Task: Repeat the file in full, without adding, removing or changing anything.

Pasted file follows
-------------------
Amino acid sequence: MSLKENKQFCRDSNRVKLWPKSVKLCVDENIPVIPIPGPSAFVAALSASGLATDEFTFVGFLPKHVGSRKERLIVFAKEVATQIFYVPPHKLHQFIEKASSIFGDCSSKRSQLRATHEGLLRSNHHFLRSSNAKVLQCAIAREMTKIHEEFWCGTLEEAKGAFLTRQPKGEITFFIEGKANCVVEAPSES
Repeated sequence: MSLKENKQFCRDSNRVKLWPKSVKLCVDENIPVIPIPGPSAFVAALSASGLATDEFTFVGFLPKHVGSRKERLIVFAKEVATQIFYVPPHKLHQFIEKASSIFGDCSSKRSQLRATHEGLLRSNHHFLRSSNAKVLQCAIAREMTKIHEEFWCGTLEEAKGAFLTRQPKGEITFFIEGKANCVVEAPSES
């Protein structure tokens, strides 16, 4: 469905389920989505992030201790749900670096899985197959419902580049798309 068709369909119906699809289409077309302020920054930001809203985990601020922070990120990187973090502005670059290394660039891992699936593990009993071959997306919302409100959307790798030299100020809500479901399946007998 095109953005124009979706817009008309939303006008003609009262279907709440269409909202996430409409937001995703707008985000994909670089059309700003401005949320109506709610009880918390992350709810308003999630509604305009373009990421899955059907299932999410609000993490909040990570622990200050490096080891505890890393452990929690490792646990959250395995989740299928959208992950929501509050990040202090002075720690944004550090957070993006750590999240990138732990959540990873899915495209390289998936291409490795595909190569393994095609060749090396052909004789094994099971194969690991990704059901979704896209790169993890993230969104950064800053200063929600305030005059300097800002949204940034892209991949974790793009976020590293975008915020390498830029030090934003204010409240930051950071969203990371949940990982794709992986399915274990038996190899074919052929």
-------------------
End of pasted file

Amino acid sequence: MSLKENKQFCRDSNRVKLWPKSVKLCVDENIPVIPIPGPSAFVAALSASGLATDEFTFVGFLPKHVGSRKERLIVFAKEVATQIFYVPPHKLHQFIEKASSIFGDCSSKRSQLRATHEGLLRSNHHFLRSSNAKVLQCAIAREMTKIHEEFWCGTLEEAKGAFLTRQPKGEITFFIEGKANCVVEAPSES
Repeated sequence: MSLKENKQFCRDSNRVKLWPKSVKLCVDENIPVIPIPGPSAFVAALSASGLATDEFTFVGFLPKHVGSRKERLIVFAKEVATQIFYVPPHKLHQFIEKASSIFGDCSSKRSQLRATHEGLLRSNHHFLRSSNAKVLQCAIAREMTKIHEEFWCGTLEEAKGAFLTRQPKGEITFFIEGKANCVVEAPSES
């Protein structure tokens, strides 16, 4: 469905389920989505992030201790749900670096899985197959419902580049798309 068709369909119906699809289409077309302020920054930001809203985990601020922070990120990187973090502005670059290394660039891992699936593990009993071959997306919302409100959307790798030299100020809500479901399946007998 095109953005124009979706817009008309939303006008003609009262279907709440269409909202996430409409937001995703707008985000994909670089059309700003401005949320109506709610009880918390992350709810308003999630509604305009373009990421899955059907299932999410609000993490909040990570622990200050490096080891505890890393452990929690490792646990959250395995989740299928959208992950929501509050990040202090002075720690944004550090957070993006750590999240990138732990959540990873899915495209390289998936291409490795595909190569393994095609060749090396052909004789094994099971194969690991990704059901979704896209790169993890993230969104950064800053200063929600305030005059300097800002949204940034892209991949974790793009976020590293975008915020390498830029030090934003204010409240930051950071969203990371949940990982794709992986399915274990038996190899074919052929």